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Legends of Wingnut

By The Reverend Published: November 13, 2007

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In deciphering old religious myths it is necessary to understand the lengthy period of human history in which stories and legends were handed down by word of mouth. The great oral story tradition. Later, these oral myths and legends were written down, but not usually until the story had been embellished and tinkered with over hundreds and hundreds of years. Sometimes the finished version of the story lacked any resemblance to the original myth.

From today's legends of wingnut there continues to this day the most outrageous stories about Bill and Hillary Clinton. Frequent purveyors of Newsmax, for example, are quite familiar with not only reading about these oral traditions handed down from wingnut to wingnut, but also, in spreading the great wingnut legends to others.

Scaife was no run-of-the-mill Clinton hater. In the 1990s, the heir to the Mellon banking fortune contributed millions to efforts to dig up dirt on President Clinton. He backed the Clinton-bashing American Spectator magazine, whose muckrakers produced lurid stories about Clinton's alleged financial improprieties and trysts. Scaife also financed a probe called the Arkansas Project that tried, among other things, to show that Clinton, while Arkansas governor, protected drug runners.

The Arkansas Project largely came up empty, and most of the stories were ignored by all but the most avid Clinton antagonists. But one (Richard Mellon) Scaife-backed conspiracy theory got widespread attention. In 1993, White House aide and Clinton friend Vince Foster was found dead of a gunshot wound in a park outside Washington, D.C. Three official investigations concluded the death was a suicide. Yet Scaife dollars helped promote assertions that Foster had been murdered—the not-so-subtle subtext being that the Clintons had something to do with it. Scaife hired Christopher Ruddy, a reporter who doggedly pursued the conspiracy theory in a Scaife newspaper, the Pittsburgh Tribune-Review. Though discredited, the story resonated with people who believed Clinton was hiding dark secrets. Scaife and Ruddy later started Newsmax, a Web site and magazine that attacks their enemies and lauds their heroes. Link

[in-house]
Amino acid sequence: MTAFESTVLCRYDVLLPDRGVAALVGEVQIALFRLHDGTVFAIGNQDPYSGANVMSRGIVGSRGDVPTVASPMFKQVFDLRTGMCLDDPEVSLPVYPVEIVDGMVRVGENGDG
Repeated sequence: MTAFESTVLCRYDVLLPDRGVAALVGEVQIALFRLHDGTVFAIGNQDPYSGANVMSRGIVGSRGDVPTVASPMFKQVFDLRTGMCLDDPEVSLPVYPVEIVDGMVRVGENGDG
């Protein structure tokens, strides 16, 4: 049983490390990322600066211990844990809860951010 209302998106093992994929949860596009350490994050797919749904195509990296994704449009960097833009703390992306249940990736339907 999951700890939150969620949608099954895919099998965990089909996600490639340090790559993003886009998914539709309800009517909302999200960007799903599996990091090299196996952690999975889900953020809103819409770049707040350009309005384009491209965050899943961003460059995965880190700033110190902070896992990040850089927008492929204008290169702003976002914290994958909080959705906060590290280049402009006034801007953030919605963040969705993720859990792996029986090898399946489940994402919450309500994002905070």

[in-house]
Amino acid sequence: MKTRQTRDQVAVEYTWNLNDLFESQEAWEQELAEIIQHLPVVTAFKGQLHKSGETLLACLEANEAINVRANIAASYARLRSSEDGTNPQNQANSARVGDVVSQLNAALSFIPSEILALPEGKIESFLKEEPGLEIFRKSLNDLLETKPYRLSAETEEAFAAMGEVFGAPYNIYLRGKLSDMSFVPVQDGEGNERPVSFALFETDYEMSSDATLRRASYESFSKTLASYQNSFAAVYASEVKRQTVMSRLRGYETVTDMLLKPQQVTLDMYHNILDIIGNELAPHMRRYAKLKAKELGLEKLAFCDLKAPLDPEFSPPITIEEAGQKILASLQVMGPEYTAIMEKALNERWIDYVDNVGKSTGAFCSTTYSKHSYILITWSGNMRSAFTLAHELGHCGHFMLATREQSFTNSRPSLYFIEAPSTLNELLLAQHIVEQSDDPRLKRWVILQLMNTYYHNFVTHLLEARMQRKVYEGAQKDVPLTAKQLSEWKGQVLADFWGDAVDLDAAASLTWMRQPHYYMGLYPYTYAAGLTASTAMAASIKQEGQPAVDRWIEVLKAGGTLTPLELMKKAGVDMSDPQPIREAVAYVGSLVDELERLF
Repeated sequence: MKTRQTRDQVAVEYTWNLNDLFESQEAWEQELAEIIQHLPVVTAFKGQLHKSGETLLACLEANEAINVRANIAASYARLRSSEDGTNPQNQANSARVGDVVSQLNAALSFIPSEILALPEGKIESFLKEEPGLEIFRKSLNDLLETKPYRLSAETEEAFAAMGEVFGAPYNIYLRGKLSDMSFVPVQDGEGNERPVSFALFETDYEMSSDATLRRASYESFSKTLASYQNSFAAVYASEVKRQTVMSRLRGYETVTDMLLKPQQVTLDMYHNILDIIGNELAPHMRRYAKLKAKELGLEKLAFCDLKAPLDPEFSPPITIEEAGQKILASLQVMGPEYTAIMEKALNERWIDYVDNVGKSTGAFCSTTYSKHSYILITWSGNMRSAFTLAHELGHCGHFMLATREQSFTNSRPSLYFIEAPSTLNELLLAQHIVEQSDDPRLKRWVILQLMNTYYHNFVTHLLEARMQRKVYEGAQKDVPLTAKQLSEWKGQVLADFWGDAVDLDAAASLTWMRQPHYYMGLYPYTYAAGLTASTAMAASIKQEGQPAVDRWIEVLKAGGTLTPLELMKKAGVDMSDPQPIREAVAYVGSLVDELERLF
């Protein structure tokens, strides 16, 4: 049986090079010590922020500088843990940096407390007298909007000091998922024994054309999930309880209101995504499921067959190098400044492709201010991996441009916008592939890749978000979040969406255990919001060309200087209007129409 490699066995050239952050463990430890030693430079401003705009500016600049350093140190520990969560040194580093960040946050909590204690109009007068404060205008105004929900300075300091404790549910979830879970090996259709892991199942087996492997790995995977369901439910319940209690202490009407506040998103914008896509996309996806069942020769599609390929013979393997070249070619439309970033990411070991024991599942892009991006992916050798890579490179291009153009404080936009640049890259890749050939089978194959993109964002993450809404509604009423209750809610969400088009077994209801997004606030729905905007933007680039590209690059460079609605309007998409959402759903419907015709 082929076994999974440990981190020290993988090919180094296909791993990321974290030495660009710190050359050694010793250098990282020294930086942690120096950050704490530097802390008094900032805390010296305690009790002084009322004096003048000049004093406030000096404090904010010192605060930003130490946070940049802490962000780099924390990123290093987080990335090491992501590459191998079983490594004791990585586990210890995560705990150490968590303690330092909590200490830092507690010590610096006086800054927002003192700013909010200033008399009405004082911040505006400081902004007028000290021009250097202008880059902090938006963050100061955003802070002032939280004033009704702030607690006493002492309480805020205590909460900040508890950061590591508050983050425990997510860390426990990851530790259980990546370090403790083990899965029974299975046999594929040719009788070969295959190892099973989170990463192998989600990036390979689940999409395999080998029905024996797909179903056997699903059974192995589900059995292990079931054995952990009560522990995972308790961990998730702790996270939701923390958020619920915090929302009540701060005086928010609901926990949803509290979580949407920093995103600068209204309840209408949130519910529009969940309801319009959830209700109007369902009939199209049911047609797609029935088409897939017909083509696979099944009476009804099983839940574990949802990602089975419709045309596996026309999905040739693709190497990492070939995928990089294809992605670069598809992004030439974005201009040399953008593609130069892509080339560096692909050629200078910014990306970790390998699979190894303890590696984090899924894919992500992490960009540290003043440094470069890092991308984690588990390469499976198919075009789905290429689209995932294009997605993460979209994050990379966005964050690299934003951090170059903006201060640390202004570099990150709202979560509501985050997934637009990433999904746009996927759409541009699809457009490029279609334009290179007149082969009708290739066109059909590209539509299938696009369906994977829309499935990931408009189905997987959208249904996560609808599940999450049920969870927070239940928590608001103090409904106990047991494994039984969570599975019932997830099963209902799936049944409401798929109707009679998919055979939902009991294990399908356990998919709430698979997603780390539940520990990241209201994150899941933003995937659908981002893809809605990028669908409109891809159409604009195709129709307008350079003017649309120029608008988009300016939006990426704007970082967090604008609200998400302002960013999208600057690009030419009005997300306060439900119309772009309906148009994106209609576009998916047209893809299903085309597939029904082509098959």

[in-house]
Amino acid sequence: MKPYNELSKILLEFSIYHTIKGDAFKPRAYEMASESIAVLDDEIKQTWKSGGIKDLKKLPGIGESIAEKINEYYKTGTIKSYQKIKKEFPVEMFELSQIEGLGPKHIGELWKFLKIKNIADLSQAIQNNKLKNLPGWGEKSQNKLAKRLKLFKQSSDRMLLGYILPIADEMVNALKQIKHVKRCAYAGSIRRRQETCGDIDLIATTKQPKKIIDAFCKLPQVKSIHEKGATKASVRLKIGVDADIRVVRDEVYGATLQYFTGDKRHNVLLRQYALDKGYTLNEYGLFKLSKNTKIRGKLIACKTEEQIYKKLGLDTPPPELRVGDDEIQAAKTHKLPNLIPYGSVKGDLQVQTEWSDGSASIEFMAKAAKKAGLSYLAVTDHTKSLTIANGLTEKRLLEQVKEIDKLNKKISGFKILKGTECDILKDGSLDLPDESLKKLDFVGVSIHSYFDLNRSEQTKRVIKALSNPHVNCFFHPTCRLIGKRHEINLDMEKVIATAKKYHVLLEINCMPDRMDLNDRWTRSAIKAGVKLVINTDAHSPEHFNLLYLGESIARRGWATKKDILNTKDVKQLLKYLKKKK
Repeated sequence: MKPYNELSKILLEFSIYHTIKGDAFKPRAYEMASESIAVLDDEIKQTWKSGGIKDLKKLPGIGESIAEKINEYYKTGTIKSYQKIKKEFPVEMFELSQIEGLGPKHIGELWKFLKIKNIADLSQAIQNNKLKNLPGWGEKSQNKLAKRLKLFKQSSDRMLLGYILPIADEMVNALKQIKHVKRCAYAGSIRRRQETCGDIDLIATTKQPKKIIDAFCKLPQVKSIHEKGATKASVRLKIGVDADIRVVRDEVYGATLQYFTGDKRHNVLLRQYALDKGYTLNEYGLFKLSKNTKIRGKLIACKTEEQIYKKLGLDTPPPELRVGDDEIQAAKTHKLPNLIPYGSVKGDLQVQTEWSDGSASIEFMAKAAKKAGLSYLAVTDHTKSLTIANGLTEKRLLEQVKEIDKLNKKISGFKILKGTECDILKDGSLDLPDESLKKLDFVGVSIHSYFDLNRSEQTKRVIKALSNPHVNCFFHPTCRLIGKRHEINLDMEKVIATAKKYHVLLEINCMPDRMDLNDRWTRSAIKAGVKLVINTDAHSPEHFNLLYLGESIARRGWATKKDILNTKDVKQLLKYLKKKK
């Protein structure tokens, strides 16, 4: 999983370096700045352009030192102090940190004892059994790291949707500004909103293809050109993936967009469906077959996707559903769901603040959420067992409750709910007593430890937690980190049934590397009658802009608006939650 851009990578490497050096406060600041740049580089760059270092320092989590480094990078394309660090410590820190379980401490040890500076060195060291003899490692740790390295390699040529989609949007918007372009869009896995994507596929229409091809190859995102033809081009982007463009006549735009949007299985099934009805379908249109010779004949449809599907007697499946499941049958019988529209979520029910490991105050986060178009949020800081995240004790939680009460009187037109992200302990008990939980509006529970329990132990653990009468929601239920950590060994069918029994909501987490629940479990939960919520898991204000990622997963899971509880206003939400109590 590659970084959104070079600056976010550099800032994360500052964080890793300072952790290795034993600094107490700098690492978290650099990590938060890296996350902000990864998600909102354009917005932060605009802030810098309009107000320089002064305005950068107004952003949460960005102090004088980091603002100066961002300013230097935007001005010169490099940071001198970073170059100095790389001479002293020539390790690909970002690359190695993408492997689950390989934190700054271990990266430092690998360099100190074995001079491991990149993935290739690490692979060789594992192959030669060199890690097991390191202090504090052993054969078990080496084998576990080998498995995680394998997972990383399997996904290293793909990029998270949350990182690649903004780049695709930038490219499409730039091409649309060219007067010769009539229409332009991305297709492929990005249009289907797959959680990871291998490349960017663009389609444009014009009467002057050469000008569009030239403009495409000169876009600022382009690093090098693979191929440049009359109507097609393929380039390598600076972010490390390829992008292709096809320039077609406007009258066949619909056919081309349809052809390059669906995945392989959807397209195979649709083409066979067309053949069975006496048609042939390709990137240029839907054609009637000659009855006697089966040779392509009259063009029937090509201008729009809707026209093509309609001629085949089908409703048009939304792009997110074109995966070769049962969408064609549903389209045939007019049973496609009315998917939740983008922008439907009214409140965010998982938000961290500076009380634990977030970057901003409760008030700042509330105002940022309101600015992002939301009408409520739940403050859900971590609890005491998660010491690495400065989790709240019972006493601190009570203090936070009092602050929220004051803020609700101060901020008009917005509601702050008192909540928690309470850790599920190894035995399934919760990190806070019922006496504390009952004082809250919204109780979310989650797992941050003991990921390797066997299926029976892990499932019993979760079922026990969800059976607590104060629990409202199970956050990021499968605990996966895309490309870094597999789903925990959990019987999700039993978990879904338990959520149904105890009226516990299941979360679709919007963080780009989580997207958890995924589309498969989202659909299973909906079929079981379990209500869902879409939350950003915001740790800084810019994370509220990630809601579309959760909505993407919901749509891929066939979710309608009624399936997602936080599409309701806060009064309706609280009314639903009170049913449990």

I've often found myself perplexed at what appears at first to be a form of mental illness. Versions of events, as told by wingnut storytellers, don't ever seem to jibe with, you know, factual evidence and empirical data. In addition, no matter how many times the facts are insisted upon by reality based folks, the wingnut oral tradition about the story lives on, in a zombified "Night of the Living Dead", kind of way.

Historically, as wingnut lore goes, when a prominent storyteller from wingnuttia changes the great myth he once told with gusto, confusion and, oftentimes, unnatural head spinning occurs. It is unsettling to witness.

Wingnuts.....hold on to your heads....

...Ruddy tells NEWSWEEK he and Scaife believe Clinton's life since leaving office has been "very laudable," and that he is doing "very important work representing the country when the U.S. is widely resented in the world." He said they never suggested Clinton was involved in Foster's death, and insisted they were not among those hyping alleged Clinton sex scandals, though he acknowledged their work may have encouraged others.

Time for another wingnut re-write.

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